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Zeno Phantasies    
     
Glenn Gould (excerpt) Lumiere's Train Atomic Testing
 
Installation shots: Leonard and Bina Ellen Gallery.

Is it possible to create a cinema stripped down to only the movement that eludes it? To attempt a Beckett-style cinema that claims not to reproduce reality, but to “bore one hole after another in it, until what lurks behind it—be it something or nothing—begins to seep through.” Would this cinema project onto the screen the basic mechanics of the spectator’s phantasy? Could this technique reconstruct a secret archive, a memory of repression, a repression of a reality the camera originally prohibited? To offer a radiographic analysis of what is under the skin of the image, an x-ray of motion pictures.


By analyzing films with custom software, I begin with subtraction. Realising cinematic time is only half of the time of reality, and cinematic movement is only a series of static moments, I subtract frames from each other in search for the movement that passed in between the frames—the movement that existed in between moments. In order to do this, I use a negative theological strategy; that is: to move towards the invisible through cancellation. The result reveals new frames for a new film, a reconstructed film composed only of interframes not illustrating colour or form, but illuminating the invisible movement.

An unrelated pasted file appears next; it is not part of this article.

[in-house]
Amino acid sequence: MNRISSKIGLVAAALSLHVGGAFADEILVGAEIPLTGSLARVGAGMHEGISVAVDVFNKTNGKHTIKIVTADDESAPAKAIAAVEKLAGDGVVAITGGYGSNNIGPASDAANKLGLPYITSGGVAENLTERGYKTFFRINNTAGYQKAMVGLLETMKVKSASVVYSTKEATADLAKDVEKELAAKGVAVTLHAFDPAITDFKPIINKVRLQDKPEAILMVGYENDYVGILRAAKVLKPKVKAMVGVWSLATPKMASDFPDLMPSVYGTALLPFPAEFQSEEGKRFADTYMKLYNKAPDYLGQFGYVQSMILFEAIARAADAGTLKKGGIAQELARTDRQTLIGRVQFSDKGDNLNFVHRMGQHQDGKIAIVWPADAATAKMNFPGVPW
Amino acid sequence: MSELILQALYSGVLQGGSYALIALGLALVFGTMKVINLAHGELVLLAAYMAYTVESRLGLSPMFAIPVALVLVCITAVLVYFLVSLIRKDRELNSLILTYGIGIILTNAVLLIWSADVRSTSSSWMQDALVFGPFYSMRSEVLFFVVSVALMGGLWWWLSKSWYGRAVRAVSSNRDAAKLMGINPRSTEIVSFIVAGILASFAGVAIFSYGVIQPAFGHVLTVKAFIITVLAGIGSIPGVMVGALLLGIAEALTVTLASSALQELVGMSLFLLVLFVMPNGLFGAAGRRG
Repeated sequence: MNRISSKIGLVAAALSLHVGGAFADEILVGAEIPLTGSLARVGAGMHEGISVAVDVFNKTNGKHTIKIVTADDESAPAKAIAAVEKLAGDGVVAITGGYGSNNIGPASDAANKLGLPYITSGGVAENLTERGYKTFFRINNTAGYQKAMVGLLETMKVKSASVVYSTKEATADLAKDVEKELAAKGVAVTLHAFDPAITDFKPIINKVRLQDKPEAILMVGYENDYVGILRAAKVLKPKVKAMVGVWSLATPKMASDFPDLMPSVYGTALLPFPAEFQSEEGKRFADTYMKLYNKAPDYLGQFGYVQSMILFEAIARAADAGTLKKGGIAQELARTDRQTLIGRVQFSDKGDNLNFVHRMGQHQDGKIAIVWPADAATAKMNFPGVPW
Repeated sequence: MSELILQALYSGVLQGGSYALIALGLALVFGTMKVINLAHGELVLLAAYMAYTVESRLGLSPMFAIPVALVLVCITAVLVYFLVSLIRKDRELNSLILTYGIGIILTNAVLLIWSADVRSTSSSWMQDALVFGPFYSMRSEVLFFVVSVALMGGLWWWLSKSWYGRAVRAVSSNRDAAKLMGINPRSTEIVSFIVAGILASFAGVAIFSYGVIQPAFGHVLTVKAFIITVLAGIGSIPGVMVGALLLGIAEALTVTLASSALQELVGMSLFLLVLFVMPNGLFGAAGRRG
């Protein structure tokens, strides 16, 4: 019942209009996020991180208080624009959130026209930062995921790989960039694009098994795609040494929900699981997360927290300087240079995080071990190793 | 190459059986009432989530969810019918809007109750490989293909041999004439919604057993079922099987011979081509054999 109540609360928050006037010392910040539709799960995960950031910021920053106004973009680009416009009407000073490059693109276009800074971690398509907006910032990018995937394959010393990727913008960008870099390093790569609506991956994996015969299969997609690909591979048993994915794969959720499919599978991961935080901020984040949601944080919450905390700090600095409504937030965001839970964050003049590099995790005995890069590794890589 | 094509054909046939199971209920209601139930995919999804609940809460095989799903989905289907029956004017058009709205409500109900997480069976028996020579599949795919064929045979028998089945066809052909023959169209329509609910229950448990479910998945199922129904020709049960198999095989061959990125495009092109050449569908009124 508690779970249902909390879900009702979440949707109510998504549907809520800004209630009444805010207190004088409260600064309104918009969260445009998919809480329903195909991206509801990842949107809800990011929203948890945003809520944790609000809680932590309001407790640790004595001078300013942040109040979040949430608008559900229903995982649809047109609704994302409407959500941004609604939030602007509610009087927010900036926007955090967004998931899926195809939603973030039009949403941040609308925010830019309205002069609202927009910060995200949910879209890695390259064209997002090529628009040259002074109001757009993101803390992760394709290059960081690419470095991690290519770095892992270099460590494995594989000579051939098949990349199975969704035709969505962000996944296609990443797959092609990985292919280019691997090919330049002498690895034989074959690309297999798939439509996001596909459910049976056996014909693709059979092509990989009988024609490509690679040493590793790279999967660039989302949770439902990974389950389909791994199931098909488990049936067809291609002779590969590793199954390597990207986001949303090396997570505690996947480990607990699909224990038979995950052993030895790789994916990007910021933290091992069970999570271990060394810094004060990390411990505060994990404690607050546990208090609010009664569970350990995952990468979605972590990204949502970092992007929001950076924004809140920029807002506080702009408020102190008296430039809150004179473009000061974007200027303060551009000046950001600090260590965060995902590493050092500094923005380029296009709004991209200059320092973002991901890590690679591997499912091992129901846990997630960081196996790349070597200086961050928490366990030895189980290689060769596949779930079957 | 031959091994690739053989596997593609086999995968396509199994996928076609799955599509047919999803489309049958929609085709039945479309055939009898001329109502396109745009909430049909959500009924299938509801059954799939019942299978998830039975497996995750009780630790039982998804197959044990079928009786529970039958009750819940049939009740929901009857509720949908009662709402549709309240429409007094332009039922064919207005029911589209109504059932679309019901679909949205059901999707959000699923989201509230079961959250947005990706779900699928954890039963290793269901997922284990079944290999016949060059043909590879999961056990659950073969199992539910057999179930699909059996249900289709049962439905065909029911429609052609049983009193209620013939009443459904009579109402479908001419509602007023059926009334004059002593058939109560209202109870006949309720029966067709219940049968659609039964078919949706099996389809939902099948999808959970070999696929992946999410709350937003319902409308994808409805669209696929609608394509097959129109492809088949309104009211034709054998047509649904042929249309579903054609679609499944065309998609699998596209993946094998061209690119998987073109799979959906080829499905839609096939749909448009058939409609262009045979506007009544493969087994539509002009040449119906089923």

Three films have been produced using this technique:


Analysis of Glenn Gould's piano technique (original footage filmed in Montreal in the 1950’s)
Analysis of the Lumierè brother’s train footage
Analysis of military footage of atomic testing

 

Multi-channel video or single channel 16mm film installation.
 
For expanded writing on this work and the concepts surrounding this body of work see: Cinema Remembers Through Subtraction.